Last Wednesday morning I agreed to get on an airplane to go have dinner with someone I had never met, along with his team. He had emailed me only two days before for the first time, and we never talked personally until I was on the way to the airport. I was to fly back home early the next morning.

I had exactly 21 minutes' notice to make the flight reservation, get someone to stay overnight with my dog (my wife was out of state), find a ride, shower and get dressed, pack my bag, and leave for the airport. While my business partner Krista drove, I shaved and ate breakfast in the car (who doesn't?). She got only 10 minutes' notice to pick me up.

We were just pulling into the airport when our new friend called and apologized--he had to go to the hospital with high blood pressure--a precautionary move, but necessary. So we just turned around, and I canceled the flight by phone on the drive home. I told him I could fly out the next day or Friday if his issue was a false alarm. I knew I could be making another reservation the next day on a few minutes' notice.

All this wasn't as big a deal as it sounds. When you live outside your comfort zone, stuff like this is just another fun adventure, and part of building a great business.

It's all relative. The farther you live outside your comfort zone, the more semi-crazy stuff won't seem so crazy to you.

How Far Will You Go to Achieve Your Dreams?

Last year I flew deep into central Africa, with three days' notice, to meet a major chief who hadn't agreed to see a Westerner for many years. I was going alone to a country where I didn't even speak the national language, let alone the tribal language of the area I would be visiting. I had never been within 1,000 miles of where I was going. And I had no preplanned interpreter--we would just have to figure it out.

Three continents, four airplanes, and five countries later (33 hours), I landed, got on another 737, flew 90 minutes inland, got in a bush plane, and flew another couple of hours to a gravel landing strip. I was ushered into a very beat-up old Land Rover, with the local chief and seven other locals (yes, nine of us).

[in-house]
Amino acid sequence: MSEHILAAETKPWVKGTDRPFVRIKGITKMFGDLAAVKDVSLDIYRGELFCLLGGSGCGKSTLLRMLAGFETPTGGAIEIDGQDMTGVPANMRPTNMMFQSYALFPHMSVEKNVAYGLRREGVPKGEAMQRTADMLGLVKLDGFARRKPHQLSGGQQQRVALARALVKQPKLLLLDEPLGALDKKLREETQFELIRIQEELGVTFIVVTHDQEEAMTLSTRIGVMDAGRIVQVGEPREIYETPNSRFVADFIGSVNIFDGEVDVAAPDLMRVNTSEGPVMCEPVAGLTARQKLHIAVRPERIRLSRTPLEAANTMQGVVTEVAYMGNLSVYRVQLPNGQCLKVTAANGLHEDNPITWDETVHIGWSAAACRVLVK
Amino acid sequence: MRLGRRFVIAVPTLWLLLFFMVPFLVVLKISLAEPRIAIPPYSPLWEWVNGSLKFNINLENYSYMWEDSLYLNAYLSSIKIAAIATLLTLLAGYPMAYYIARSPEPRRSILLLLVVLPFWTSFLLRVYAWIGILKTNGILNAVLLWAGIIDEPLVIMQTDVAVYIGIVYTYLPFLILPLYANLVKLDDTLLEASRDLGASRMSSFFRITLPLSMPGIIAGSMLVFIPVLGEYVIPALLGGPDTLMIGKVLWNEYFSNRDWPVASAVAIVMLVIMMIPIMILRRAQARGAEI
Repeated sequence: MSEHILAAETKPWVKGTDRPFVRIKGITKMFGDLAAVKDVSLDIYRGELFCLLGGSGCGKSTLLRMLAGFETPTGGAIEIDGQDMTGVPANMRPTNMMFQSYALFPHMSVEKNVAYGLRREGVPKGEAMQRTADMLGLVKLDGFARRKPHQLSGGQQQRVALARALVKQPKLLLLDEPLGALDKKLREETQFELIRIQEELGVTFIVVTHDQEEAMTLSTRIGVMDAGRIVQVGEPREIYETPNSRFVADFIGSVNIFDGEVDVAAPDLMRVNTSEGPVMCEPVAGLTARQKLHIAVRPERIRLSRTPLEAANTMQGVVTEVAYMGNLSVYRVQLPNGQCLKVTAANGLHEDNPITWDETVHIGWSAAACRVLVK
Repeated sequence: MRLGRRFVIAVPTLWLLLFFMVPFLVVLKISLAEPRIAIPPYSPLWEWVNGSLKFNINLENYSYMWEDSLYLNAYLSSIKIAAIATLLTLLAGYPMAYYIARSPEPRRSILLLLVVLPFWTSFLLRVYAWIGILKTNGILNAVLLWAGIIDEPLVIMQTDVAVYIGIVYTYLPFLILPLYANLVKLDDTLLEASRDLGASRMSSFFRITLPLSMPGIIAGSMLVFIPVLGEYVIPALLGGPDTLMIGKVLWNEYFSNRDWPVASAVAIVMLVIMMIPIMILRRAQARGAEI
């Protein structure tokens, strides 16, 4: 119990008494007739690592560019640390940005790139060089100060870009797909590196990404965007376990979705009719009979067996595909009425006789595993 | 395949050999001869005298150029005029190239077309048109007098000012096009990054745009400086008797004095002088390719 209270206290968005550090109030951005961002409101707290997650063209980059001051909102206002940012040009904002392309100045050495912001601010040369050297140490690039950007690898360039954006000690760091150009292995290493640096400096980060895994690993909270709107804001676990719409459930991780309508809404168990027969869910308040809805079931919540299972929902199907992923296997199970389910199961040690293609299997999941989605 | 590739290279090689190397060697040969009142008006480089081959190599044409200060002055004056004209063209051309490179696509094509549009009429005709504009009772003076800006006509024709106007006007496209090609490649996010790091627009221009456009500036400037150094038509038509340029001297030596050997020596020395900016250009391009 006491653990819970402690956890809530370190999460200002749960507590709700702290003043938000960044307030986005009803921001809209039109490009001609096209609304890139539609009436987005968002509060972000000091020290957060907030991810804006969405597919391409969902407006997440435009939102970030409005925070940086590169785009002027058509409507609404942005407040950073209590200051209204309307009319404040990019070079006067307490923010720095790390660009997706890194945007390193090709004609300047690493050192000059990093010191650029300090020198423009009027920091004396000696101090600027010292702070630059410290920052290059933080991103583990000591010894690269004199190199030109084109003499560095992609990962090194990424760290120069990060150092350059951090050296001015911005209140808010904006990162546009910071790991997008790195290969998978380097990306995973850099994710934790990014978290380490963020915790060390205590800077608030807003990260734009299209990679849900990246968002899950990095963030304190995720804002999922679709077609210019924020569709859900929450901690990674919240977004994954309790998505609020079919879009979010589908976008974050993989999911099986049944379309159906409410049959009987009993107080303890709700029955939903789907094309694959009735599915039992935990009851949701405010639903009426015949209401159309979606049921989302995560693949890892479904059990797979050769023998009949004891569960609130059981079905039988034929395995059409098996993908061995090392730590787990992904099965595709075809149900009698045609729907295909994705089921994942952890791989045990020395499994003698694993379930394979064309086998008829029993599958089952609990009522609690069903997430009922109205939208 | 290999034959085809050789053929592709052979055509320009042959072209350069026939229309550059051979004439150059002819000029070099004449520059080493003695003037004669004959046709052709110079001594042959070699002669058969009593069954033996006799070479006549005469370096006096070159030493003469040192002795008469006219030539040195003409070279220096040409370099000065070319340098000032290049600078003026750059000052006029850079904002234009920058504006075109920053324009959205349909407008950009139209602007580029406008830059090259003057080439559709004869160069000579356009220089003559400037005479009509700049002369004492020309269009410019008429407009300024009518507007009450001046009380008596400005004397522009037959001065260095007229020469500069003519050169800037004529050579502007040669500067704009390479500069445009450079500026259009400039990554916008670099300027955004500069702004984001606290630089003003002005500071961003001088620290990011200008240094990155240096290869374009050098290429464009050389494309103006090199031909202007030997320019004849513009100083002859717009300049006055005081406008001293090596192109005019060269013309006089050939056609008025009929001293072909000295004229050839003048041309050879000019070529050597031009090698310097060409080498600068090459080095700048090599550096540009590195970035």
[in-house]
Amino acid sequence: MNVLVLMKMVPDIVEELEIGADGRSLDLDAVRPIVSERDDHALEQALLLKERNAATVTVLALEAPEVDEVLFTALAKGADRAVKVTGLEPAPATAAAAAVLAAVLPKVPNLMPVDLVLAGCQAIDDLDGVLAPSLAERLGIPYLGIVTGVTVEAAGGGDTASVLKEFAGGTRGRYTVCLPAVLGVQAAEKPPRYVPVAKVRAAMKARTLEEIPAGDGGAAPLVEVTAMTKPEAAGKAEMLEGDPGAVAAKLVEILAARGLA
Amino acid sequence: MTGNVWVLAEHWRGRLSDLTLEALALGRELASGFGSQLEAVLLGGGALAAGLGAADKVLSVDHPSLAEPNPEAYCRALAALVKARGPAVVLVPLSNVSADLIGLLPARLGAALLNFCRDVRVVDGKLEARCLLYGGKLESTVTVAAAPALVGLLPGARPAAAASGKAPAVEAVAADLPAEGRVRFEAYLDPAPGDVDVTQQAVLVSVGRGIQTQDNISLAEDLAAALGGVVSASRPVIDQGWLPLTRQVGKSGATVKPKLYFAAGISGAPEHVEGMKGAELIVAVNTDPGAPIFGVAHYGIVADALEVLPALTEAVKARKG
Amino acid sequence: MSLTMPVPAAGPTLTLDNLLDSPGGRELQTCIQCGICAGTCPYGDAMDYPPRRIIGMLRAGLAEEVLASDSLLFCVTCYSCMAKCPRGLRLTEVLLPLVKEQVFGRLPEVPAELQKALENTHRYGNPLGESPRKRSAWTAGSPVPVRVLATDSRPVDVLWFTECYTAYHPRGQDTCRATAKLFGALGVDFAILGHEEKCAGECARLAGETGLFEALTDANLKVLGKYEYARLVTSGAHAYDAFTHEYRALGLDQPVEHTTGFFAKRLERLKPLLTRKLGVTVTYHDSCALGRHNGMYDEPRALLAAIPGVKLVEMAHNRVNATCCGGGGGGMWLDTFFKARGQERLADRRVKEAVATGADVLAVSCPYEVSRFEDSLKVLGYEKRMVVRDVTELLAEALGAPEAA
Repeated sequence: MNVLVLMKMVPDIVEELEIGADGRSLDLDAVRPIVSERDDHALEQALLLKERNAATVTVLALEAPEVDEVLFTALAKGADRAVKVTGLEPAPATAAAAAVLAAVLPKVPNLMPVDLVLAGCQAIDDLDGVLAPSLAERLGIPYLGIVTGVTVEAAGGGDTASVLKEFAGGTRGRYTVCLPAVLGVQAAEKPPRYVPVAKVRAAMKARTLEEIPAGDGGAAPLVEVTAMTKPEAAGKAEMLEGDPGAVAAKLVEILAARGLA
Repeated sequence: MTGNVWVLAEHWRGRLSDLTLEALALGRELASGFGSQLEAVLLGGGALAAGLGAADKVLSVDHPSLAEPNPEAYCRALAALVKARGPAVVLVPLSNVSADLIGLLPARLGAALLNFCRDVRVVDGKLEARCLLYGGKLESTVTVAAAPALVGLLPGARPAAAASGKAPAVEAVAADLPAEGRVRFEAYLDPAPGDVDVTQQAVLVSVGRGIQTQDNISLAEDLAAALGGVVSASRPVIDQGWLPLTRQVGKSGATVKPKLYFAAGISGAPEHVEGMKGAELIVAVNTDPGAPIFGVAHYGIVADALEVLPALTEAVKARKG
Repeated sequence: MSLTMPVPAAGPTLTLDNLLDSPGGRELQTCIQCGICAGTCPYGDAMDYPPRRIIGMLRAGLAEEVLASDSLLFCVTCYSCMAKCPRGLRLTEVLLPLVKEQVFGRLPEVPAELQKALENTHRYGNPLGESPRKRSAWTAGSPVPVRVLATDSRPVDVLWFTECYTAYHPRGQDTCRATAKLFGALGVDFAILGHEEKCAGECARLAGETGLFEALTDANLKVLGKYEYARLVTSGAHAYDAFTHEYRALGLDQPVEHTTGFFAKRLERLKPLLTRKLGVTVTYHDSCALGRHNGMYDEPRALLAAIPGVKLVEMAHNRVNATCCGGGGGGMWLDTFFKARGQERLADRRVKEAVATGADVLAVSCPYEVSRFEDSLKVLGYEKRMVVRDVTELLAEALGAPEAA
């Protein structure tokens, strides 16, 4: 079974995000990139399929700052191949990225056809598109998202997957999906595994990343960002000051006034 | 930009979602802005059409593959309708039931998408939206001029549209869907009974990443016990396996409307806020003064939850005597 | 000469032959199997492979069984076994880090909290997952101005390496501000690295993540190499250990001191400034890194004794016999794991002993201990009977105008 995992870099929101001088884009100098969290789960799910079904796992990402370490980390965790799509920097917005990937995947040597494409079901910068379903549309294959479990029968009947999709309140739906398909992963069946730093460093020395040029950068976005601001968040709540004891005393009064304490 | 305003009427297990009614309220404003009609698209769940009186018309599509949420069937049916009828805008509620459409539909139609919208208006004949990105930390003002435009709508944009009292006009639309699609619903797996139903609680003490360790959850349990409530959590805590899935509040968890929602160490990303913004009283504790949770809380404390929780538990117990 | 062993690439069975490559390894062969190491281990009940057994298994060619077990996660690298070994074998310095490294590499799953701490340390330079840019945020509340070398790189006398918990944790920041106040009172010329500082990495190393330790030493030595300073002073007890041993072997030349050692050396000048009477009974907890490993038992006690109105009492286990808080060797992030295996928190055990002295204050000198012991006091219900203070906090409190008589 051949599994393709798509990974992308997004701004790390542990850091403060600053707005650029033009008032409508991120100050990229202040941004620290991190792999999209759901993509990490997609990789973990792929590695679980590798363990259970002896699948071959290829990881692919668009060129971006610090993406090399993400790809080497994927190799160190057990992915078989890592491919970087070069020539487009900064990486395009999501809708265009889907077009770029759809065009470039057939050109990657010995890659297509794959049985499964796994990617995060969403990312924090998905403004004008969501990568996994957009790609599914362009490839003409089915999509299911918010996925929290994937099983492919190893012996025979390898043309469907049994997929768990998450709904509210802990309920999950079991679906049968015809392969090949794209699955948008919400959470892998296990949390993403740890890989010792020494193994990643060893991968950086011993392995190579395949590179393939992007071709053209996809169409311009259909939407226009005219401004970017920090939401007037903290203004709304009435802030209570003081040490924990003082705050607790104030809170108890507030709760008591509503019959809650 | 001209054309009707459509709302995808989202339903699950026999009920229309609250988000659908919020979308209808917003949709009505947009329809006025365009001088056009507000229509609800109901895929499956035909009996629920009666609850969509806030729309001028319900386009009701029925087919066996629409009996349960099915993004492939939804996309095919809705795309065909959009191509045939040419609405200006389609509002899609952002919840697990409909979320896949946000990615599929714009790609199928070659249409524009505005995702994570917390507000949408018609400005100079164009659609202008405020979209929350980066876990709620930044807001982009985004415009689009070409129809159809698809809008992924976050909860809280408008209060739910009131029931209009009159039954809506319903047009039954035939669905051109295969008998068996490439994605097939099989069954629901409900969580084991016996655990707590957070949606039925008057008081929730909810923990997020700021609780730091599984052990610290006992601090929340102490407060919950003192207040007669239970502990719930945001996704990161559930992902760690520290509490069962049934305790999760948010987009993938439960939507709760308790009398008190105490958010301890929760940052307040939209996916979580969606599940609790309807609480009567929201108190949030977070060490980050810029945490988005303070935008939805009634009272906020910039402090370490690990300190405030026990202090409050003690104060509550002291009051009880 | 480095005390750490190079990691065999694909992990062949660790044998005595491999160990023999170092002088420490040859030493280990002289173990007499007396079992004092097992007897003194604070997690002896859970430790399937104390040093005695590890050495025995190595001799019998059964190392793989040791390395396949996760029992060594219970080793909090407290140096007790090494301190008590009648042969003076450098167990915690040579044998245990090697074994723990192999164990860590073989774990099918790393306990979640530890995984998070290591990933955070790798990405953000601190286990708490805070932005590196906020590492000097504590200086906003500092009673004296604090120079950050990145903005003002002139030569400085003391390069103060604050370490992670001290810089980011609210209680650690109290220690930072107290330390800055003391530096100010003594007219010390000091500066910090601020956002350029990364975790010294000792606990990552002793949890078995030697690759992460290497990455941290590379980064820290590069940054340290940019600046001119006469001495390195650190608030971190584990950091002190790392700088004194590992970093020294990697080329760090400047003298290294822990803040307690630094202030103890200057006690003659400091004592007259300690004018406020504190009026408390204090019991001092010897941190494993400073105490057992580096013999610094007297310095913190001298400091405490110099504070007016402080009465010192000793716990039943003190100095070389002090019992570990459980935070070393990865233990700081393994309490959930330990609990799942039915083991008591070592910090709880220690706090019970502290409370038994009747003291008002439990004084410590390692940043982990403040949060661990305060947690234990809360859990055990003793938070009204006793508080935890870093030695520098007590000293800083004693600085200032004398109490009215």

We got to the local chief's remote village and found just one guy who had spent some time in an English-speaking country who could help me communicate at least a little. He didn't speak much English at all, but good enough to break barriers.

I hadn't slept more than a couple of hours in two days, but at 8:00 p.m. that same night, we were told we would be heading out to meet the major chief. Seven locals and I continued into the bush on four old dirt bikes. The way was pitch black, with no road, and it rained intermittently all night. The ground was very muddy. I rode for eight and a half hours, hanging on to the back of the dirt bike. We had two flats, and I fell off twice. The driver was better at this; he only fell off once. We couldn't talk, but we built a good relationship anyway. I pushed the bike up washes and walked down embankments as much as I rode.

At 4:30 a.m., before sunup, we rolled into the Stone Age village and were ushered off to bed. Three hours later I awoke to someone who ushered me off to a big ceremonial breakfast with the chief. We communicated awkwardly for a couple of hours. Then others walked me around the tiny, thatched-hut village, meeting people for most of the day. We met back with the chief around 4 p.m., talked for another hour, and signed some papers.

An hour later, as it was getting dark, we were back on the dirt bikes. Fortunately, it wasn't raining that night, but we went out a different way than we came in, for security reasons. Instead of being an eight and a half hour trip, it was 10. I slept for five hours in the bigger village, and then reversed back out via the Land Rover, bush plane, 737, and transcontinental flights. The whole trip took four and a half days, and in that time I probably slept 12 hours until the flight back. It was a great trip--well worth it. I'm guessing there isn't another person alive who could tell this story--what a privilege.

Stretched Out, Not Stressed Out

I shared that trip so you can see why a last-minute flight to another U.S. city, which was canceled right before boarding, is no big deal. The more we stretch ourselves, the less we will feel stretched.

When we live safe, secure, and stable lives, where every day looks the same, all we ensure is that nothing remarkable happens. When we live stretched out (not stressed out) lives, things that otherwise might seem like a big deal are much more within our grasp. People who live stressed-out lives are always reacting to what others want them to do. People who live stretched-out lives will react quickly when it fits their goals.

Get out, and stay out, of your comfort zone. It just might allow you to do things other people think are crazy or stressful that will give you the edge in a world where nobody seems to want to take a risk anymore.

Be clear about your dreams. Look for adventure. Live stretched out. Take a risk. Have a story.

Published on: Feb 3, 2015
The opinions expressed here by Inc.com columnists are their own, not those of Inc.com.